7. Critical to Identify and Engage the Sponsor: The Sponsor is the ultimate champion within a company for buying your business. The Sponsor is the one will “pound the table” to get a deal done with you and may be the person you ultimately report to post transaction. As a Founder, you must cultivate a direct, personal relationship with that person. Depending on the size and complexity of a company, that Sponsor can have different titles. At a small(er) company, it could be the CEO; at a large(r) one, it’s more likely to be the General Manager of the business unit that you will become part of.

8. Every Interaction with the Buyer Will Be Judged: Seriously. In every deal, there will be critical inflection points, where a lot of value can be created or lost. The problem is you don’t know in advance when they will occur. Therefore, you need to be very careful and disciplined with how you deal with everyone at a potential buyer. Experienced Corporate Development (internal M&A) executives are taught to repeatedly test and probe you. It’s very easy to inadvertently hurt yourself with a careless comment about your investors’ value expectations or the fact that no other buyer has asked about X. These comments can unintentionally disclose your bottom line price or the competitive dynamic with other buyers. Don’t do it!


I’ve got the Buyer really interested in my buying my business. How much is it WORTH and when will I know I’ve got a DONE DEAL?

9. Valuation is Both an Art and a Science: You’ve probably heard this before and it’s true. The earlier stage a business is (before stable cash flows have been achieved and which can be discounted and valued) the more we are in the realm of art over science. Why did Mark Zuckerberg pay $22 billion for WhatsApp? That’s “art”. Why am I willing to pay you $671.01 for a series of 10 annual payments of $100? That’s “science”. What does art mean in this case? Have you positioned your business in the most favorable light? Have you laid out a vision? Have you developed a compelling case that the “marriage value” (i.e., synergies) are substantial? Have you convinced buyers of the scarcity value surrounding your business or that it’s critical for it not to fall into the hands of the competition? Don’t think this matters? We successfully negotiated a nearly 3x increase in purchase price from initial offer for one of our clients based on these principles.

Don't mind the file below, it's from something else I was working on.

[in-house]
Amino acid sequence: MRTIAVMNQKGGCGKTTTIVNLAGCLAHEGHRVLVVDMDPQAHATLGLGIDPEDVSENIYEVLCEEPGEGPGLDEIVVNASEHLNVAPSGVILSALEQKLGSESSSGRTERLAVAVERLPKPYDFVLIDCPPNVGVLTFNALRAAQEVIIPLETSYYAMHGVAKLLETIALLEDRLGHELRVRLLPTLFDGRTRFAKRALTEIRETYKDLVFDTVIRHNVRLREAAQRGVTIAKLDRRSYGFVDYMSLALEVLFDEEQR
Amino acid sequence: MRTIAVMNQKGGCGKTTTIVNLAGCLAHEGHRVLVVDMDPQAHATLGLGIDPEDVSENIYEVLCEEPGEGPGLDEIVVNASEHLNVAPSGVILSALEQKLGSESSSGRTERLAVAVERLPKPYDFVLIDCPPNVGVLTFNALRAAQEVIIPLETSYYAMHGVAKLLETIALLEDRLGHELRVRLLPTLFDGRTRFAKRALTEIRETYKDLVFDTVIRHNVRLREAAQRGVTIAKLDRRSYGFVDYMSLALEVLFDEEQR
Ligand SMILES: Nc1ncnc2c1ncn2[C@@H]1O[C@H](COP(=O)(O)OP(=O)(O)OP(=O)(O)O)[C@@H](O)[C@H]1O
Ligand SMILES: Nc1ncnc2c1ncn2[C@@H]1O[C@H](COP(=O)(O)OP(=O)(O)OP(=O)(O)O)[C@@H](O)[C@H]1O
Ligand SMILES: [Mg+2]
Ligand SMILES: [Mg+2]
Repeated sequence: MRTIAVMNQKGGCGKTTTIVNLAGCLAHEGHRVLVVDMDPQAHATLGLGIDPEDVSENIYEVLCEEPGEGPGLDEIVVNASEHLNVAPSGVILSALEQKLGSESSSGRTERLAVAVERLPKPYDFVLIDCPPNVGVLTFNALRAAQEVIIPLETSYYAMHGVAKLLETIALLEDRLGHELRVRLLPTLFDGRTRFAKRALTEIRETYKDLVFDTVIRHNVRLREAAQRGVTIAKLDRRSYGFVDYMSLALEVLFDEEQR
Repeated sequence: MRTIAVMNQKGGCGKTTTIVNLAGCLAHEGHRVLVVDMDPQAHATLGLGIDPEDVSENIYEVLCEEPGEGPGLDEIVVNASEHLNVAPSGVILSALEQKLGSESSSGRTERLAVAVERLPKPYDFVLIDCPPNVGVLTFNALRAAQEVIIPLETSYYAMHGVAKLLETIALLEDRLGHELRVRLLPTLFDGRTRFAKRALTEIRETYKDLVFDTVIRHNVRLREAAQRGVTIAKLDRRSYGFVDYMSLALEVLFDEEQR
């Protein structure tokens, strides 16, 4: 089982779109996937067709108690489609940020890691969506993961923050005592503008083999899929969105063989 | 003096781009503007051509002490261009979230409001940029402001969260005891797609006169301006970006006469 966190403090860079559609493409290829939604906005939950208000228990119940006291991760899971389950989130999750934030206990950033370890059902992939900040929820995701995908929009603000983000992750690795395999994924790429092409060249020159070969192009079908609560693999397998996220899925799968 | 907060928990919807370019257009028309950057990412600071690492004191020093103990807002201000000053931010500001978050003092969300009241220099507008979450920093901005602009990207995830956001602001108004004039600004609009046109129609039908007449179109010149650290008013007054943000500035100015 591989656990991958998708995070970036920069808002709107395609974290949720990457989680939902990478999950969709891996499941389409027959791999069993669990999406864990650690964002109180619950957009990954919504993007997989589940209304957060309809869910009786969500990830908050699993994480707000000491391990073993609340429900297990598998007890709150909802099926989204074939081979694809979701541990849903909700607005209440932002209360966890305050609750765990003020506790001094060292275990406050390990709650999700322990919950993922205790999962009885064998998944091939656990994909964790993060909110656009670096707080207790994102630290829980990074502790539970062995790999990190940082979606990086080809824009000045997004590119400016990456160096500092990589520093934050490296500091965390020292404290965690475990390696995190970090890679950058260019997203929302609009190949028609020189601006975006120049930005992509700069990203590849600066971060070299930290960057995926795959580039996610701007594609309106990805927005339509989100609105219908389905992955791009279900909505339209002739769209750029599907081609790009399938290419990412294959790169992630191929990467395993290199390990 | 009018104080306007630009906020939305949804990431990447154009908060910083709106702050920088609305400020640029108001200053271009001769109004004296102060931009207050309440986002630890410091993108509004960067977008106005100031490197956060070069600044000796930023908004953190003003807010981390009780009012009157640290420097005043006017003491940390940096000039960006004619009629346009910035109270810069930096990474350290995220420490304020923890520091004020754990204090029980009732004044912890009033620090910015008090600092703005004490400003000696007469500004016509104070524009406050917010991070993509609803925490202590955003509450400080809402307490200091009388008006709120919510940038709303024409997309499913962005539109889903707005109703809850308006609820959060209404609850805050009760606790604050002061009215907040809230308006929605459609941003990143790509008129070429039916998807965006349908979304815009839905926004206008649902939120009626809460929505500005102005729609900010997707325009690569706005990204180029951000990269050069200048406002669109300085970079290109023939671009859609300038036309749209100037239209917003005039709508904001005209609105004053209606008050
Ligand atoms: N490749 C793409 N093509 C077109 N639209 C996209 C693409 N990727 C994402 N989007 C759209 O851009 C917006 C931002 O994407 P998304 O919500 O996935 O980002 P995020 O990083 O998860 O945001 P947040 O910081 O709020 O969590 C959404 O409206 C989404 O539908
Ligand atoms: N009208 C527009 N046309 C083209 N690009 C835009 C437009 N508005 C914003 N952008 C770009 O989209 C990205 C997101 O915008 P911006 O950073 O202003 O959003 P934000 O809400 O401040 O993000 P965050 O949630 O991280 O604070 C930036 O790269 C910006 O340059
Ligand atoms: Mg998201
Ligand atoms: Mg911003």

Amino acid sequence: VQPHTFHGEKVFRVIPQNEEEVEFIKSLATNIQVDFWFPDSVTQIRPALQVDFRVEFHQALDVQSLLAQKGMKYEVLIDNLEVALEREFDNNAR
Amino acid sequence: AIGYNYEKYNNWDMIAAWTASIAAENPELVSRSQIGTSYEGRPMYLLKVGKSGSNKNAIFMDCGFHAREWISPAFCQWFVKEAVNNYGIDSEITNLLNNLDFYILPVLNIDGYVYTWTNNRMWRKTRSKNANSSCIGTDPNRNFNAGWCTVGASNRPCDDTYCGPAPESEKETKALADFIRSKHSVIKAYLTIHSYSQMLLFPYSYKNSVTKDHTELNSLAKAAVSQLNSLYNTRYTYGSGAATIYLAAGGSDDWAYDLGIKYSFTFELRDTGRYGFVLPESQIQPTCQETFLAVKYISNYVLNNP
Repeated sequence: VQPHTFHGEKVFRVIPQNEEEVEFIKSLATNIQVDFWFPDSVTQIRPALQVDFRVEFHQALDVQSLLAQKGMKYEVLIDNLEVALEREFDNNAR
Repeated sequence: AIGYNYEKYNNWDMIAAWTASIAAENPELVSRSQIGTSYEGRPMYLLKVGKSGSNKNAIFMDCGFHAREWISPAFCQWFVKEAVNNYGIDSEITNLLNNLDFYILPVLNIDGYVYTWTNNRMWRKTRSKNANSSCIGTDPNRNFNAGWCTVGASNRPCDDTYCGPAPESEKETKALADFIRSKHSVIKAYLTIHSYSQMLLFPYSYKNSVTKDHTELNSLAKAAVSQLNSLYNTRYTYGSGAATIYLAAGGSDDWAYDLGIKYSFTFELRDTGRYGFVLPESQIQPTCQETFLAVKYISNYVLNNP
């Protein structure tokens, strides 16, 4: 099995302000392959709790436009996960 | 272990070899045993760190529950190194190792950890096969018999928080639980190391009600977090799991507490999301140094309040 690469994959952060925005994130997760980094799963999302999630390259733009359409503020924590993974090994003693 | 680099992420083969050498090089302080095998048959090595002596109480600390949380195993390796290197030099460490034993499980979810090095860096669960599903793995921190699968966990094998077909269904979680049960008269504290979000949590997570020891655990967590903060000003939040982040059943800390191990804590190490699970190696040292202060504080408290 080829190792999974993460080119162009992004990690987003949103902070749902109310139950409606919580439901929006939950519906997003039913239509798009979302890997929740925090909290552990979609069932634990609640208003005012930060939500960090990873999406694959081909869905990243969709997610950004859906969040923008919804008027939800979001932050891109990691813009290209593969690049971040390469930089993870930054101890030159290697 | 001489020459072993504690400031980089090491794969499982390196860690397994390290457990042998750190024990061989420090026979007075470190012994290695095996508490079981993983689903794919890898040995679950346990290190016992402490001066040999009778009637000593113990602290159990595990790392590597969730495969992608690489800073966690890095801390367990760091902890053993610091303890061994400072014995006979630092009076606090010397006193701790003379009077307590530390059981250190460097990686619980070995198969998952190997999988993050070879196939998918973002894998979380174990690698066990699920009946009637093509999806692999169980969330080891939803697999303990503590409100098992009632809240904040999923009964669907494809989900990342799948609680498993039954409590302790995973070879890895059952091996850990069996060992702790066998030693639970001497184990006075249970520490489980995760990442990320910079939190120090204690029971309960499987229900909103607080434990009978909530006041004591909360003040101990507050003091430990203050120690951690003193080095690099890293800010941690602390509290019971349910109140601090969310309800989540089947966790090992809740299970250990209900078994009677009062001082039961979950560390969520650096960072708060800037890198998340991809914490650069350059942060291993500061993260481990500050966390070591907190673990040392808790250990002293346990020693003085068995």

10. Getting a Letter of Intent Means Only a 50% Chance of a Deal Closing:   From signing a LOI to closing could take 30-90 days. During that period, the buyer will go through your business with a fine tooth comb as they conduct their diligence. Lots of things can go wrong! Time is the enemy of all deals and you have just agreed to an extended period of time (no-shop) where you’re stuck talking to only the one buyer. Beyond that, things outside of your control can go wrong (your deal sponsor leaves the company, the buyer misses its earnings and has to restructure, the buyer is itself in a sale process or has shifting priorities, etc). While you cannot entirely insulate yourself from some of these potential problems, this does highlight the importance of your BATNA (“Best alternative to a negotiated agreement”) - your downside protection if a particular deal falls through. This could take the form of having viable alternative offers or a compelling ability to walk from any deal. Regardless, you should be prepared for plenty of twists and turns even once you get a signed LOI.

Selling your company is an emotional journey for any founder. It’s fraught with unpredictable highs and lows. Deal momentum matters and having the right coach or seasoned M&A consigliere can help you manage the road to exit, dramatically improve odds of closing and increase outcome returns. 

If you’ve received an unsolicited offer or wish to consider proactively selling your company, FounderPartners would be interested in helping you navigate the process.

Dimitri Steinberg (

Brian Flynn (